Chesser Resources Ltd (ASX:CHZ) has hit further broad intersections of high-grade gold in drilling at the Diamba Sud Gold Project in Senegal, Africa.
Assays have been received from the remaining 12 reverse circulation (RC) drill holes from a phase-II drilling program with ‘significant’ intersections encountered along two north-trending host structures adjoining Line D within the Northern Arc target.
The best result is 53 metres at 2.61 g/t gold from 57 metres, including 17 metres at 4.97 g/t from 59 metres in hole DSR-103.
“Significant" mineralisation confirmed
Managing director Mike Brown said: “These final highly encouraging drill results confirm the presence of areas of significant gold mineralisation along a significant structure within the Northern Arc target.
“This is in addition to the previously announced discovery at the Line A area.
“The overall length of the mineralisation intersected in hole DSR-103 is exceptional, as is the mineralisation across the intersected structure.
“This may represent a high-grade shoot, with detailed drilling required to confirm the full extent of these emerging zones of gold mineralisation.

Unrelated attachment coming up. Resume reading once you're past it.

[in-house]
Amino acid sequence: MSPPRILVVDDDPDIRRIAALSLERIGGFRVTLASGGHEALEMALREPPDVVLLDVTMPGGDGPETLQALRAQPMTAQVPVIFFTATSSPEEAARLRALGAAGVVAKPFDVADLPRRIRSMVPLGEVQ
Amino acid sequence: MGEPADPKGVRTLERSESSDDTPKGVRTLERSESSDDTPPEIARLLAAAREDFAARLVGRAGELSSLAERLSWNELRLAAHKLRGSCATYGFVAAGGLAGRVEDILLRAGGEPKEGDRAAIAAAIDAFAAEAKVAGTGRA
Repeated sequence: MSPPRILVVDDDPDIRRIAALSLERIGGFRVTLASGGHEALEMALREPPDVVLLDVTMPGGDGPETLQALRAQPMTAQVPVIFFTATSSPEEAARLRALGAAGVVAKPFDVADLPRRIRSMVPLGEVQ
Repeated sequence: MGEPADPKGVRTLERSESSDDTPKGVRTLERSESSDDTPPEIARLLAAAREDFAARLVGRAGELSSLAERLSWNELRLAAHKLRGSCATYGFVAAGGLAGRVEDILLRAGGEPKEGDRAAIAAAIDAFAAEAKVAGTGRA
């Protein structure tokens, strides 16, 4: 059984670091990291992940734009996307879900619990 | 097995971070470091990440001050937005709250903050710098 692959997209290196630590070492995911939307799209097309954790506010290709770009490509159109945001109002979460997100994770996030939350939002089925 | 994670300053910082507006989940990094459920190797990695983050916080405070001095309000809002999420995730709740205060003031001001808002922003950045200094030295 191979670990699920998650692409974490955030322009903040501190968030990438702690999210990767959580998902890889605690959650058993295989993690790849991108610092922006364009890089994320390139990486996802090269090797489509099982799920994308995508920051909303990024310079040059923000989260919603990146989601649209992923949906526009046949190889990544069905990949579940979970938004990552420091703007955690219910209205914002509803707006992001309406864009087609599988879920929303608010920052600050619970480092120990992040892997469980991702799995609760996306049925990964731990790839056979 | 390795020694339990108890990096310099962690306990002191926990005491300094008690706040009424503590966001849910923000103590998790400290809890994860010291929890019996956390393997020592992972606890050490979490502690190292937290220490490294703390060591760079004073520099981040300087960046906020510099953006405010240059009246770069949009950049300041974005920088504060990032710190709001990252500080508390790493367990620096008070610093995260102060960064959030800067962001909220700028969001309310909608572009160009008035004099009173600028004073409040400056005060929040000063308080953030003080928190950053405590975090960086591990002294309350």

“Planning is underway for the next phase of follow-up drilling scheduled to begin immediately following the wet season.”
Shares have been up as much as 12% to an intra-day high of 8.2 cents, which is a new 12-month high.
Other notable intersections include:
- 4 metres at 2.23 g/t from 93 metres, and 4 metres at 2.75 g/t from 99 metres;
- 14 metres at 1.74 g/t from 8 metres; and
- 2 metres at 4.99 g/t from 22 metres.
Similar to other large systems
The northern Arc target exhibits characteristics similar to other large gold systems in the region, including the nearby world-class Gounkoto/Loulo and Fekola deposits:
- Spatially related to splays off the Senegal Mali shear zone (SMSZ);
- Northerly trend of mineralisation; and
- Association of potassic alteration and pyrite with high-gold grades.
A full review of the exploration results is underway with drilling activities expected to resume in October following the West African wet season.